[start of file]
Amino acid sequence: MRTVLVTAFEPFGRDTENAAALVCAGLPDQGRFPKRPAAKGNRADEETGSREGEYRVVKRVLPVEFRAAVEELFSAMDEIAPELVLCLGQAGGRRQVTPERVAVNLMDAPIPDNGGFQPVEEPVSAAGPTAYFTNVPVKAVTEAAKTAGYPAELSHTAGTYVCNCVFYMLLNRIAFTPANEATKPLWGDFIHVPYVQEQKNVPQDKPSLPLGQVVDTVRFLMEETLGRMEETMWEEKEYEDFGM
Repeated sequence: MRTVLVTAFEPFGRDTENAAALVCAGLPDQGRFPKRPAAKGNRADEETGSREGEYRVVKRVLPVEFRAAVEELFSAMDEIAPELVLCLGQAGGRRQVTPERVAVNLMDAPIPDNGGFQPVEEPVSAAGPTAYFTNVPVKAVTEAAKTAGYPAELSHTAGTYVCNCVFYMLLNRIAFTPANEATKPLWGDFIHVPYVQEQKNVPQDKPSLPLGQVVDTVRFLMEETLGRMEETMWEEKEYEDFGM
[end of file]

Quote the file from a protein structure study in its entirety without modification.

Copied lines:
Amino acid sequence: MRTVLVTAFEPFGRDTENAAALVCAGLPDQGRFPKRPAAKGNRADEETGSREGEYRVVKRVLPVEFRAAVEELFSAMDEIAPELVLCLGQAGGRRQVTPERVAVNLMDAPIPDNGGFQPVEEPVSAAGPTAYFTNVPVKAVTEAAKTAGYPAELSHTAGTYVCNCVFYMLLNRIAFTPANEATKPLWGDFIHVPYVQEQKNVPQDKPSLPLGQVVDTVRFLMEETLGRMEETMWEEKEYEDFGM
Repeated sequence: MRTVLVTAFEPFGRDTENAAALVCAGLPDQGRFPKRPAAKGNRADEETGSREGEYRVVKRVLPVEFRAAVEELFSAMDEIAPELVLCLGQAGGRRQVTPERVAVNLMDAPIPDNGGFQPVEEPVSAAGPTAYFTNVPVKAVTEAAKTAGYPAELSHTAGTYVCNCVFYMLLNRIAFTPANEATKPLWGDFIHVPYVQEQKNVPQDKPSLPLGQVVDTVRFLMEETLGRMEETMWEEKEYEDFGM